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Rocky landforms dominate large portions of the world’s coast. Cliffs and shore platforms form spectacular landscapes, yet when compared to other landforms they are relatively unstudied with many contemporary controversies dating back to the mid-nineteenth century. The past decade has seen a reinvigoration of research driven by advances in technology that now enable precise measurements of erosion to the micron scale and quantification of wave energy onto and through cliff edifices to be made, as well as being able to directly date rock surfaces. In order to integrate this diverse range of research this volume’s regional approach first integrates the latest data with longstanding theory and then analyses this research through the boundary conditions that exist in each area. The volume brings together the research leaders in the field; includes chapters on nearly all the major rock coasts of the world and identifies future research needs.

Pre-Mesozoic Geology in the Alps

Author: J.F.v. Raumer,Franz Neubauer

Publisher: Springer Science & Business Media

ISBN: 3642846408

Category: Science

Page: 677

View: 6992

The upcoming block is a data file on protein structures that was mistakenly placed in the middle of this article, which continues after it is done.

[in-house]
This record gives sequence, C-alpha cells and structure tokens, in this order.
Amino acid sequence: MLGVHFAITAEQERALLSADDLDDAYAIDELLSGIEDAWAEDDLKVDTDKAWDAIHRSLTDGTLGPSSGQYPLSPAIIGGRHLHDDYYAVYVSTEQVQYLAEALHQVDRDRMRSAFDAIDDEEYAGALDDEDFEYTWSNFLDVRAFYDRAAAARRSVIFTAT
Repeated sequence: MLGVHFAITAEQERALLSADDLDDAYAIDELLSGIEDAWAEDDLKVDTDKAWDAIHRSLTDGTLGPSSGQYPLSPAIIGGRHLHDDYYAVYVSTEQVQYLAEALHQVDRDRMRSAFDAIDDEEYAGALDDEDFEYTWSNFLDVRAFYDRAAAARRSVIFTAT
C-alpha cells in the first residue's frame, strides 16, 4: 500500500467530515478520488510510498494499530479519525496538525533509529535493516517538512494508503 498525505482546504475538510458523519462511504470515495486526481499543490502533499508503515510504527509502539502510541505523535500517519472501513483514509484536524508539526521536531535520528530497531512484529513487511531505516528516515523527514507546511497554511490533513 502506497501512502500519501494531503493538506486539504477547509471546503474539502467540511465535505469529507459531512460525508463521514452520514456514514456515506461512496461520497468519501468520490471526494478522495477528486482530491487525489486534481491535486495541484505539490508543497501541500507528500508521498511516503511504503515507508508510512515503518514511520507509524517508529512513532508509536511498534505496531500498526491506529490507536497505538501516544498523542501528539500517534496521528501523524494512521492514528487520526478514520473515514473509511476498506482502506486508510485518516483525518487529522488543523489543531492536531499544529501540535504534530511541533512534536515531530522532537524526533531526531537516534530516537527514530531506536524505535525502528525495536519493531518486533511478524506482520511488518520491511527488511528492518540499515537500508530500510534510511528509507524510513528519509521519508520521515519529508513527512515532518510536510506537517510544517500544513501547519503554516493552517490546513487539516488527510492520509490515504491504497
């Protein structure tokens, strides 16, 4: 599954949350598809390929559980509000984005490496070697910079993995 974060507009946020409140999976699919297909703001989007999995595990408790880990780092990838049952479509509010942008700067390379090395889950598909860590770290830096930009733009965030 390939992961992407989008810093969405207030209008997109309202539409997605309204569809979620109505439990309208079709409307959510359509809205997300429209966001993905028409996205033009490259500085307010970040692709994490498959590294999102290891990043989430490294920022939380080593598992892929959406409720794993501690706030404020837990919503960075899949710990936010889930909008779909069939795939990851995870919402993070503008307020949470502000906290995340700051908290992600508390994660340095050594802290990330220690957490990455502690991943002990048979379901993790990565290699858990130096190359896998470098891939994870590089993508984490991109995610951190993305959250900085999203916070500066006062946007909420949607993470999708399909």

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The Alps are an arched mountain chain stretching 1500 km between Vienna and Graz in Austria and Genova in Italy. They resulted from the collision of the African and Laurasian plates during Mesozoic and Tertiary times. The high standard of knowledge attained over the last 30 years by the working groups on "Alpine Metamorphism" is well known and helped considerably to recognize pre-Mesozoic elements in the Alps. In Part I of this book the subdivision of the major Alpine units and pre-Mesozoic pal inspastic reconstructions are covered before discussion of the pre-Mesozoic geology in Parts II, III and IV It is understood that the Mesozoic and later events overprinted pre-existing structures veiling the earlier history and the nature of protoliths. Although the Alpine overprint does not facilitate the recognition of older struc tures, pre-Mesozoic basement units were recognized during the first beginnings of geological observations in the Alps, about 200 years ago. Fifty percent of the Alpine domain is underlain by basement units that have been unconformably covered since Permian and Mesozoic times. This basement appears today in a complex pattern among the Alpine structures. The history of their discovery and explanation, parallel with a growing sophistication of research methods, are the subject of the introductory chapter of Part II.